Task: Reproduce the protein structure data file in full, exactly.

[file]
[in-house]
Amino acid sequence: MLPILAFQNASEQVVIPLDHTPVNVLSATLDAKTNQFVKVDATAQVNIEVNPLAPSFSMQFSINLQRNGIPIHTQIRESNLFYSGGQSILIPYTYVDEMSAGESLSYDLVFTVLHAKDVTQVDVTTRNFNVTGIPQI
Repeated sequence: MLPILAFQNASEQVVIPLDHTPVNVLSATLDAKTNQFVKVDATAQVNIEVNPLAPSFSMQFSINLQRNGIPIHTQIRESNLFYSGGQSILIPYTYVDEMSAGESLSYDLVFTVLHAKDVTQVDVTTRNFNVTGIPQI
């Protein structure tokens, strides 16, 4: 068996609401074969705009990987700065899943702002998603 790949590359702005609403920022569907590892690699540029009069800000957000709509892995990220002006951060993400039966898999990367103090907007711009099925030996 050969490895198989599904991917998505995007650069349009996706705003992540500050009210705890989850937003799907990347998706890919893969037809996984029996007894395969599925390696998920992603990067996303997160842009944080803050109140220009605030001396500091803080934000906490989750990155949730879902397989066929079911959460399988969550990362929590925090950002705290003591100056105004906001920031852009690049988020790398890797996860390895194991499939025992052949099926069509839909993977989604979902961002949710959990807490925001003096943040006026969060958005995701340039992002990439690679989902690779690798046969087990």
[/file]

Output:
[in-house]
Amino acid sequence: MLPILAFQNASEQVVIPLDHTPVNVLSATLDAKTNQFVKVDATAQVNIEVNPLAPSFSMQFSINLQRNGIPIHTQIRESNLFYSGGQSILIPYTYVDEMSAGESLSYDLVFTVLHAKDVTQVDVTTRNFNVTGIPQI
Repeated sequence: MLPILAFQNASEQVVIPLDHTPVNVLSATLDAKTNQFVKVDATAQVNIEVNPLAPSFSMQFSINLQRNGIPIHTQIRESNLFYSGGQSILIPYTYVDEMSAGESLSYDLVFTVLHAKDVTQVDVTTRNFNVTGIPQI
């Protein structure tokens, strides 16, 4: 068996609401074969705009990987700065899943702002998603 790949590359702005609403920022569907590892690699540029009069800000957000709509892995990220002006951060993400039966898999990367103090907007711009099925030996 050969490895198989599904991917998505995007650069349009996706705003992540500050009210705890989850937003799907990347998706890919893969037809996984029996007894395969599925390696998920992603990067996303997160842009944080803050109140220009605030001396500091803080934000906490989750990155949730879902397989066929079911959460399988969550990362929590925090950002705290003591100056105004906001920031852009690049988020790398890797996860390895194991499939025992052949099926069509839909993977989604979902961002949710959990807490925001003096943040006026969060958005995701340039992002990439690679989902690779690798046969087990």